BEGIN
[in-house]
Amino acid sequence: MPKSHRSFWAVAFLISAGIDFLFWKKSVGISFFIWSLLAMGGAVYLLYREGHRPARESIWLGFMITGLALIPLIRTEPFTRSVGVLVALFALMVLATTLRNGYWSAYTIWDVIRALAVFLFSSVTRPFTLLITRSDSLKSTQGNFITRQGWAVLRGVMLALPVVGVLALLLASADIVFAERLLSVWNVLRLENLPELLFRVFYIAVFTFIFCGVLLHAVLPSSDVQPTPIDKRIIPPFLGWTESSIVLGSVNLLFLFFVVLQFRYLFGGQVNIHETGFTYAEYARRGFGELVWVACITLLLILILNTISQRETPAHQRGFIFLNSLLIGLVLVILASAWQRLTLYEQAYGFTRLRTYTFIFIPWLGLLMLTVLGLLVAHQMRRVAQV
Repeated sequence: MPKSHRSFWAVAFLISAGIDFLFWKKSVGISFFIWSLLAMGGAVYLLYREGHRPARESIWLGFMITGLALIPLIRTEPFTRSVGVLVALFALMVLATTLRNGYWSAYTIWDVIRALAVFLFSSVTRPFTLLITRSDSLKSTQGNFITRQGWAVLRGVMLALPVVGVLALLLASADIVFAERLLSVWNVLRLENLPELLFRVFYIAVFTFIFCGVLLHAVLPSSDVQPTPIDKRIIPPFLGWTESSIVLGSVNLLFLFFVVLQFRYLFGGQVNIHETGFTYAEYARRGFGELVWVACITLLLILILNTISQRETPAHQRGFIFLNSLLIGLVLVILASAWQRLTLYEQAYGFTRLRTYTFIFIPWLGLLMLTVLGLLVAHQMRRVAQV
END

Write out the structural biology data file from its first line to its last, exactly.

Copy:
[in-house]
Amino acid sequence: MPKSHRSFWAVAFLISAGIDFLFWKKSVGISFFIWSLLAMGGAVYLLYREGHRPARESIWLGFMITGLALIPLIRTEPFTRSVGVLVALFALMVLATTLRNGYWSAYTIWDVIRALAVFLFSSVTRPFTLLITRSDSLKSTQGNFITRQGWAVLRGVMLALPVVGVLALLLASADIVFAERLLSVWNVLRLENLPELLFRVFYIAVFTFIFCGVLLHAVLPSSDVQPTPIDKRIIPPFLGWTESSIVLGSVNLLFLFFVVLQFRYLFGGQVNIHETGFTYAEYARRGFGELVWVACITLLLILILNTISQRETPAHQRGFIFLNSLLIGLVLVILASAWQRLTLYEQAYGFTRLRTYTFIFIPWLGLLMLTVLGLLVAHQMRRVAQV
Repeated sequence: MPKSHRSFWAVAFLISAGIDFLFWKKSVGISFFIWSLLAMGGAVYLLYREGHRPARESIWLGFMITGLALIPLIRTEPFTRSVGVLVALFALMVLATTLRNGYWSAYTIWDVIRALAVFLFSSVTRPFTLLITRSDSLKSTQGNFITRQGWAVLRGVMLALPVVGVLALLLASADIVFAERLLSVWNVLRLENLPELLFRVFYIAVFTFIFCGVLLHAVLPSSDVQPTPIDKRIIPPFLGWTESSIVLGSVNLLFLFFVVLQFRYLFGGQVNIHETGFTYAEYARRGFGELVWVACITLLLILILNTISQRETPAHQRGFIFLNSLLIGLVLVILASAWQRLTLYEQAYGFTRLRTYTFIFIPWLGLLMLTVLGLLVAHQMRRVAQV